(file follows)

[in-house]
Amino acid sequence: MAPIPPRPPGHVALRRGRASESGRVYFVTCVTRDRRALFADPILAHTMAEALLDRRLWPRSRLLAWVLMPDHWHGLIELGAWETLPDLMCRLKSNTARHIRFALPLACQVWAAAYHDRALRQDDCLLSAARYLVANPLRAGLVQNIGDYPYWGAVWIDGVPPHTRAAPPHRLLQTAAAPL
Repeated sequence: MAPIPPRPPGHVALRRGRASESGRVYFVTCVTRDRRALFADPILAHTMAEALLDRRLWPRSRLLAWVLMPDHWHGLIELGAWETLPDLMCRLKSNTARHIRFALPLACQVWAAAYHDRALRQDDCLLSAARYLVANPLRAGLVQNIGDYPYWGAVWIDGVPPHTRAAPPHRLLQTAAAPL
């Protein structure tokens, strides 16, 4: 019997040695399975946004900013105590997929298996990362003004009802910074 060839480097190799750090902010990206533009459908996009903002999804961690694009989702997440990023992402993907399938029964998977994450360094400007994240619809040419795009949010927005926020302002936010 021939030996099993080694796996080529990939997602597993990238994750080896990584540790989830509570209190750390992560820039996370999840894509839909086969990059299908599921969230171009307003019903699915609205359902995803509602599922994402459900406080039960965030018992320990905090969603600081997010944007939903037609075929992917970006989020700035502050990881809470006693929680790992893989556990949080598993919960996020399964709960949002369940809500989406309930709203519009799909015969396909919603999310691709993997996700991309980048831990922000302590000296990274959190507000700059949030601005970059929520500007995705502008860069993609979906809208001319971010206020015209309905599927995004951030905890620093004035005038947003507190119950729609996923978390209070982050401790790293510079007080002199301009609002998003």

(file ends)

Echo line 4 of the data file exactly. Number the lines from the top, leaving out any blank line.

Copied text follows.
């Protein structure tokens, strides 16, 4: 019997040695399975946004900013105590997929298996990362003004009802910074 060839480097190799750090902010990206533009459908996009903002999804961690694009989702997440990023992402993907399938029964998977994450360094400007994240619809040419795009949010927005926020302002936010 021939030996099993080694796996080529990939997602597993990238994750080896990584540790989830509570209190750390992560820039996370999840894509839909086969990059299908599921969230171009307003019903699915609205359902995803509602599922994402459900406080039960965030018992320990905090969603600081997010944007939903037609075929992917970006989020700035502050990881809470006693929680790992893989556990949080598993919960996020399964709960949002369940809500989406309930709203519009799909015969396909919603999310691709993997996700991309980048831990922000302590000296990274959190507000700059949030601005970059929520500007995705502008860069993609979906809208001319971010206020015209309905599927995004951030905890620093004035005038947003507190119950729609996923978390209070982050401790790293510079007080002199301009609002998003």